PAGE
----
Time to Repeal the Durbin Amendment

Time to Repeal the Durbin Amendment
AP Photo/Andrew Harnik

What if I told you Congress was about to pass an amendment that could raise food prices, make it harder to find and maintain a free checking account, and enrich big box retailers who, despite an ongoing $8 billion annual windfall, are rapidly eliminating American jobs? I suspect most readers would be outraged, calling their representatives or lining up at town halls.

Well that’s what they should be doing. But since Congress already enacted this bad idea, repeal is what consumers should be asking for. 

The time to make that request is now. Section 735 of the Financial CHOICE Act, which the House Financial Services Committee will consider Tuesday, will get rid of this provision, known as the Durbin amendment. This amendment set price controls on the fees that retailers pay for debit card purchases. It was included in the Dodd-Frank Wall Street reform bill, even though there was no hearing about the issue, which is totally unrelated to the financial crisis Dodd-Frank was meant to address.

According to a new paper by the International Center for Law and Economics (ICLE), the Durbin amendment has harmed low-income households and community financial institutions and will continue to do so if Congress doesn’t get rid of it. 

Merchants’ lobbying groups and Sen. Richard Durbin (D-IL), the provision’s sponsor, promised that retailers would cut consumer prices if Congress passed these price controls. A 2014 Federal Reserve Bank of Richmond study established that all but 1 percent of retailers either raised prices or kept them level after Durbin. According to the ICLE, grocery stores and fast food merchants were among those most likely to have increased prices. Price hikes on food, of course, hurt poorer households more than wealthier ones. The ICLE says consumers costs are also higher because Americans lost access to debit rewards programs because of the amendment. These losses “can effectively be characterized as a 1 percent increase in the cost of goods and services for consumers who use [debit] cards,” ICLE concludes. 

Based on data from the Federal Reserve, the Electronic Payments Coalition estimates that, instead of passing savings on to American households, retailers pocket about $8 billion a year. 

The Durbin amendment also has resulted in “a drastic reduction” in consumer access to free checking accounts, ICLE notes. These effects also are regressive in nature. In 2009, the year before Durbin passed, about three-quarters of Americans had access to free checking accounts. Today that number is around 40 percent. Low-income households feel these effects most acutely. Indeed, ICLE estimates that, overall, the Durbin amendment has cost lower-income consumers $1–3 billion per year.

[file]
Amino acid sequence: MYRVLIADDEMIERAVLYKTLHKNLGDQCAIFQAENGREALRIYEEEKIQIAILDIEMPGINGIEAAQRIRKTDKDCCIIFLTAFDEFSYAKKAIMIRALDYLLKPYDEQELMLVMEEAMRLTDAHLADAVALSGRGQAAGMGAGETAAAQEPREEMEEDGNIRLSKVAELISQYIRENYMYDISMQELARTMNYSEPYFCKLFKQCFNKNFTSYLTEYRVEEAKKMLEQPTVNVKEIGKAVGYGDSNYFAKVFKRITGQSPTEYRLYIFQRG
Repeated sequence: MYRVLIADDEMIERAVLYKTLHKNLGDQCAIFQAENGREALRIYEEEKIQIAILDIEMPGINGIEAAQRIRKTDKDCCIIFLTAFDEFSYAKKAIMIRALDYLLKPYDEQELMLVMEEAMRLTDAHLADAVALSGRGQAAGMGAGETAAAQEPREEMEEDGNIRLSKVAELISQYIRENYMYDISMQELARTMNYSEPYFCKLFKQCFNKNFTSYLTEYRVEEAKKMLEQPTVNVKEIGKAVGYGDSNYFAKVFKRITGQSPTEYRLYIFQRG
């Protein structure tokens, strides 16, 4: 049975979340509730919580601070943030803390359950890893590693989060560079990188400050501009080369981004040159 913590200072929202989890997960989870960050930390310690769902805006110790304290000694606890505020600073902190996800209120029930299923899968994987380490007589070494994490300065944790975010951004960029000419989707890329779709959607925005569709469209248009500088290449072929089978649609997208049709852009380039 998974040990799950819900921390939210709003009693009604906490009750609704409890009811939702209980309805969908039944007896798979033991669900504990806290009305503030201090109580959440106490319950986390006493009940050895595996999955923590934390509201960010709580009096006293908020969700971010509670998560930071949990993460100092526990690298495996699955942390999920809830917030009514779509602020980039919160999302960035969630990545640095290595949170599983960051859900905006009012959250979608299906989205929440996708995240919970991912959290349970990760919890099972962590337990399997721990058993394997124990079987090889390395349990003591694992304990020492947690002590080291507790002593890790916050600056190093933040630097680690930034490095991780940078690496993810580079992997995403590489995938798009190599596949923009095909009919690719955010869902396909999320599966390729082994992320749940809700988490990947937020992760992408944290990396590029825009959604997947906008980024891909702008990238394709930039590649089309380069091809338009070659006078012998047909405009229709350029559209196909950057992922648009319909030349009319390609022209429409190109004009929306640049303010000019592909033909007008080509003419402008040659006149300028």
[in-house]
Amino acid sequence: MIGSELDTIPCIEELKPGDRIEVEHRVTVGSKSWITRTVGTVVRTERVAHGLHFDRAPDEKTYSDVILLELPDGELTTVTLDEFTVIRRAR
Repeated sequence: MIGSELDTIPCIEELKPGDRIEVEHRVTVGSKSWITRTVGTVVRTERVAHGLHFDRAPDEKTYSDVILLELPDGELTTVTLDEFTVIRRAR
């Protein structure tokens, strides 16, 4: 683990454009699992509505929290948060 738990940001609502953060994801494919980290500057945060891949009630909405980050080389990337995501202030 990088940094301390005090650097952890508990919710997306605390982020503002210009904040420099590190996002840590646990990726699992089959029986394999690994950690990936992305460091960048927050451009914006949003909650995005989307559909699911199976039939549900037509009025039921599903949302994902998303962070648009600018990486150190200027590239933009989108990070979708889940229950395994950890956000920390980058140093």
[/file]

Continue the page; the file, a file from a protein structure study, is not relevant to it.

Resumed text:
Durbin amendment supporters should have known this would happen. As ICLE explains, economists “universally agree” that price controls on payment card fees “will result in higher prices and lower services for card users.” History also could have been a helpful guide. According to ICLE, there’s no evidence that consumers in Australia or Spain paid lower prices after similar controls went into effect in those countries (in 2003 and 2005, respectively).

The Durbin amendment also pushed consumers to spend more than they would have otherwise. The reason, according to the Federal Reserve Richmond study, is that more merchants today require customers to spend a minimum amount for debit card purchases. Additionally, as the ICLE notes, the law pushed some consumers — especially those in low-income households — to use “more expensive and/or less convenient forms of payment,” such as money orders or cash. Neither effect is good for households on strict budgets.     

Small banks and credit unions predicted that the harm caused by the Durbin amendment would trickle down to them and their customers, despite the fact that they were exempt from the price controls. And it has. The ICLE paper points out that nearly three quarters of small banks surveyed by the Mercatus Center in 2014 suggested debit price controls eroded their earnings. The Credit Union National Association tallied losses from the Durbin amendment at $1.1 billion for credit unions annually, or 13 percent of total earnings. The ICLE notes small financial institutions were barely breaking even on their debit transactions prior to the amendment. Now the situation is even worse. 

Perhaps supporters of the Durbin amendment didn’t anticipate these effects six years ago. But today they are a reality for consumers. Congress must face that reality by repealing the Durbin amendment.  

Wilkinson is executive director of the Electronic Payments Coalition.

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